Intoxicating Variety: Anatomy of a DrunkWalk

Big Sky Brooklyn is less an attempt to document or “capture” the elusive richness of real-life than an effort to communicate the intoxicating variety endemic to Brooklyn. And “intoxicating variety,” as I have found, is best appreciated when one is intoxicated. This is only fitting since the blog grew out of a series of “DrunkWalks,” which started as random wanderings and steadily became more rigorous, through the use of maps, satellite imagery, and other research.

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The well-planned, dutifully executed DrunkWalk™ succeeds as a narrative and fulfills a personal quest to create a poetic map of the terrain. Last year, for example, at the height of Indian summer (an 85-degree day in early October), I set out early to walk the entire length of Stillwell Ave. and a large chunk of Bath Beach. The day was gorgeous, the route was scenic, and more than once I found just what I was looking for: communion with the sublime. It turned out to be an epic DrunkWalk. Following are some images and impressions from that memorable day.

Weekdays in obscure Brooklyn parks and playgrounds, among children, mothers, and retirees: another layer of reality, outside the realm of the working world.

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Calvert Vaux Park

Calvert Vaux Park, on the other side of Shore Parkway (pedestrians have to cross a footbridge to get there), was a strange experience all around. The 73-acre park, also known as Dreier-Offerman Park, is in the early stages of a $40 million renovation. It’s still open to the public, though it’s all but empty, save for workmen (not many, though), some baseball players (practicing in uniform—in October), and some fishermen scattered along the bank facing Coney Island. A thick, sloping underbrush shields the pathway from the water’s edge, so you can’t see the fishermen unless you climb through the bushes, and then it feels like you’re spying on them. Odd.

Crossing back to civilization: end of the footbridge, looking east.

The exceedingly comfortable van seat where I sat at Cropsey Ave. & Bay 46th. When you're planted in a spot like this, the cheapest beer tastes like elixer.

The view looking west.

The view looking east.

School’s out: Late afternoon, the streets and delis are pulsating with juvenile energy.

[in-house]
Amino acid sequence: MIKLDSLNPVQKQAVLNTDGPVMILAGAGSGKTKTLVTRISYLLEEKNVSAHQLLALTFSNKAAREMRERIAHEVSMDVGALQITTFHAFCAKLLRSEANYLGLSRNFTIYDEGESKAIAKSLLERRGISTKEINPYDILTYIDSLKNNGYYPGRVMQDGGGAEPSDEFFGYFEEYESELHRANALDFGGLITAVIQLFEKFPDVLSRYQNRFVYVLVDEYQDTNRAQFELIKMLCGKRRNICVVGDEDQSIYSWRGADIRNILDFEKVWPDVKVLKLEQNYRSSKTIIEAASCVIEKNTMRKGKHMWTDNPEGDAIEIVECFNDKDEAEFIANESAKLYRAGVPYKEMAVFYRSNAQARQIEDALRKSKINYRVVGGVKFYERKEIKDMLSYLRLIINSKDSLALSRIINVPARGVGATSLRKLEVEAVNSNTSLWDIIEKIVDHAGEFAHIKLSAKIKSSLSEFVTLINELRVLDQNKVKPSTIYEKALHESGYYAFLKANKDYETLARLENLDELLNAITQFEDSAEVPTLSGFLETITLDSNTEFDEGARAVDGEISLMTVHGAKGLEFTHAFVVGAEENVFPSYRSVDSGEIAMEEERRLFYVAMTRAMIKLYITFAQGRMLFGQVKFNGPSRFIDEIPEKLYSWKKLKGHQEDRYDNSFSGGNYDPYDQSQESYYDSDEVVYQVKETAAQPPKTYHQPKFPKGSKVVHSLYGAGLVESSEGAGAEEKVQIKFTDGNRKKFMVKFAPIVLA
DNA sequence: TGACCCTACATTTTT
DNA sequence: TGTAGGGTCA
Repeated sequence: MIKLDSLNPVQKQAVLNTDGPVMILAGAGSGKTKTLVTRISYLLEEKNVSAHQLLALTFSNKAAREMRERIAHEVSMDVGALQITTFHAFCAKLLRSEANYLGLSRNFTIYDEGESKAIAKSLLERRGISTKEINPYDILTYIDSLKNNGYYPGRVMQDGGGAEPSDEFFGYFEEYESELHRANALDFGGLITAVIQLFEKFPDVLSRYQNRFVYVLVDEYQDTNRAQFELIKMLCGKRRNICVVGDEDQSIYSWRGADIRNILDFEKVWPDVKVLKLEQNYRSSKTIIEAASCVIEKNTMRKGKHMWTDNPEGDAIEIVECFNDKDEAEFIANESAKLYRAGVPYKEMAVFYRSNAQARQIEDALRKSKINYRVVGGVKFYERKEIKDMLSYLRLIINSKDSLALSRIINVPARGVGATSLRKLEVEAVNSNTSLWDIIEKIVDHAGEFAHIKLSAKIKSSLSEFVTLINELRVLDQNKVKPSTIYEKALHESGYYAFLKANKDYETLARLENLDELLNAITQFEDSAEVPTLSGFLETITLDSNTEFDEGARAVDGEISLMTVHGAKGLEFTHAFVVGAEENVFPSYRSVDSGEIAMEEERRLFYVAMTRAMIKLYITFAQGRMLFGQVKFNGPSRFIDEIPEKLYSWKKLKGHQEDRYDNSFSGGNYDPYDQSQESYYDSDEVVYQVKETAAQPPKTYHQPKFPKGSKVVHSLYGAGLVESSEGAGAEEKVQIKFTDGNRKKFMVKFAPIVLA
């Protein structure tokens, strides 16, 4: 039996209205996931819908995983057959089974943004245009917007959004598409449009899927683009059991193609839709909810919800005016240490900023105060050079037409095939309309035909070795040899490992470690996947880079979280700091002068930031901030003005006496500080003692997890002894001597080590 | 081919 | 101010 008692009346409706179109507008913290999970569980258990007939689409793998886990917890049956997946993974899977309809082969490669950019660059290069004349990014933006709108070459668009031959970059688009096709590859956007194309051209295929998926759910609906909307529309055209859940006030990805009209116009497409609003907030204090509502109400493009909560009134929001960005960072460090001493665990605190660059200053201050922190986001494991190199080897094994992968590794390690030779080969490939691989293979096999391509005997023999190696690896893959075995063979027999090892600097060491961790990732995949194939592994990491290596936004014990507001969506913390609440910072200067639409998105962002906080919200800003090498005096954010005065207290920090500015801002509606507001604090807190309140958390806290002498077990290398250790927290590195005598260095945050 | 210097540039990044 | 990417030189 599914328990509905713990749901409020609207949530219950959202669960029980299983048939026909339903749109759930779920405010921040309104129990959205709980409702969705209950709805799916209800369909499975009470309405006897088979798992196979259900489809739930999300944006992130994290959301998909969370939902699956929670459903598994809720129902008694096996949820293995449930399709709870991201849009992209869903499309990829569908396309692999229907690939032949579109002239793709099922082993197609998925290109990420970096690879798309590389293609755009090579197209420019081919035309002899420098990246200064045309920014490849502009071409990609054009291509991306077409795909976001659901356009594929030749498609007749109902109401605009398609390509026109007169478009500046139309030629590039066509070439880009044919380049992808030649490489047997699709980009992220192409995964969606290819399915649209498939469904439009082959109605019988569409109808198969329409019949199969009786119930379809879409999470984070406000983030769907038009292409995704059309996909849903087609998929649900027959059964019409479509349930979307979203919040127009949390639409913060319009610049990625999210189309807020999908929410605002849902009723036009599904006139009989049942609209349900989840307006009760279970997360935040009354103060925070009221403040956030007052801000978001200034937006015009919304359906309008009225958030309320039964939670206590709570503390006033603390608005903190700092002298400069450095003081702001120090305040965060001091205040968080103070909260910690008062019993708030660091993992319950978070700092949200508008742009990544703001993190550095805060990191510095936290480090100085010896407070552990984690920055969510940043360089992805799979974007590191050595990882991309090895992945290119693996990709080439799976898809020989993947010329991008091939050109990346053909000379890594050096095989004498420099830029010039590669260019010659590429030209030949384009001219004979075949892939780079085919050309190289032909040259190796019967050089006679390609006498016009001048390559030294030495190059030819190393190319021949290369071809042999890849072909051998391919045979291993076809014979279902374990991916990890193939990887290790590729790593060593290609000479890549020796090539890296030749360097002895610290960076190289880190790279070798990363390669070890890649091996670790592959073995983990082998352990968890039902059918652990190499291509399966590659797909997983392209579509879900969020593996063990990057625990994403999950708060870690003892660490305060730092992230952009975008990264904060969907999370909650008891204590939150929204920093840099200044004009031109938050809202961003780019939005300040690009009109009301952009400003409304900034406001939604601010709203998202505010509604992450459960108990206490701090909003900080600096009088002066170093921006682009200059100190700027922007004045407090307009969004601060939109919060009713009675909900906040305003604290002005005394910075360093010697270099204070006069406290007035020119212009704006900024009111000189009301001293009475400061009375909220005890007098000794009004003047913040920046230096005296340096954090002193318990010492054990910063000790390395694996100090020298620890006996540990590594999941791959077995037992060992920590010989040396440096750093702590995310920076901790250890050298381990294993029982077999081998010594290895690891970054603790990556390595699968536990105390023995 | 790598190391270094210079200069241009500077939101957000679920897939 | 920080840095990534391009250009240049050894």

Shaba grocery, beneath the tracks, at Ave. X and Stillwell (right next to a section of the sprawling, heavily fortified Gravesend trainyard)—an unwittingly iconic juncture. Notice the play of clouds and sky in the interstices between train and tracks. Appreciation of such a tableau is what DrunkWalks were made for.

Deep in the heart of Brooklyn.

Concrete factory/high rise at Stillwell & Z.

Stillwell Avenue Terminus. I couldn’t go this far without hitting the beach—it was October but it felt like a summer day at Coney Island (without all the people).

Every DrunkWalk is an indolence excursion and a true glimpse of the contemplative life. The epic DrunkWalk is one of new vistas and new terrain, and ultimately new ways of seeing the familiar. Discovery is the watchword and pleasure is the spur; the exhilaration of feeling that I’m part of something bigger, immersed in a microcosm of an intricate world, is what gives me wings when I’ve had more than a few. My Brooklyn DrunkWalks have led to a mytho-cosmic wellspring, an endless source of inspiration—in a realm beyond the local.

SLIDESHOW – Coney Island/Coney Island Creek (Flickr)



Derelict Movie Palace (Lowes Kings, Flatbush)

“A teenage Barbra Streisand worked as an usher here. After the 3,000 seat theater closed in 1977 the city bought it to prevent its demolition.”

Source: Walking Brooklyn


Northeastern Gothic: Admirals’ Row (Brooklyn Navy Yard)

“Chain link fencing keeps vandals away from Admirals' Row, once-elegant officers' houses now so decrepit that trees push up through the rooftops . . . Bordered by the Farragut housing projects at the tip of Fort Greene and the elevated Brooklyn-Queens Expressway, locals know [the Navy Yard] as the place to fetch towed cars.”

Source: New York Times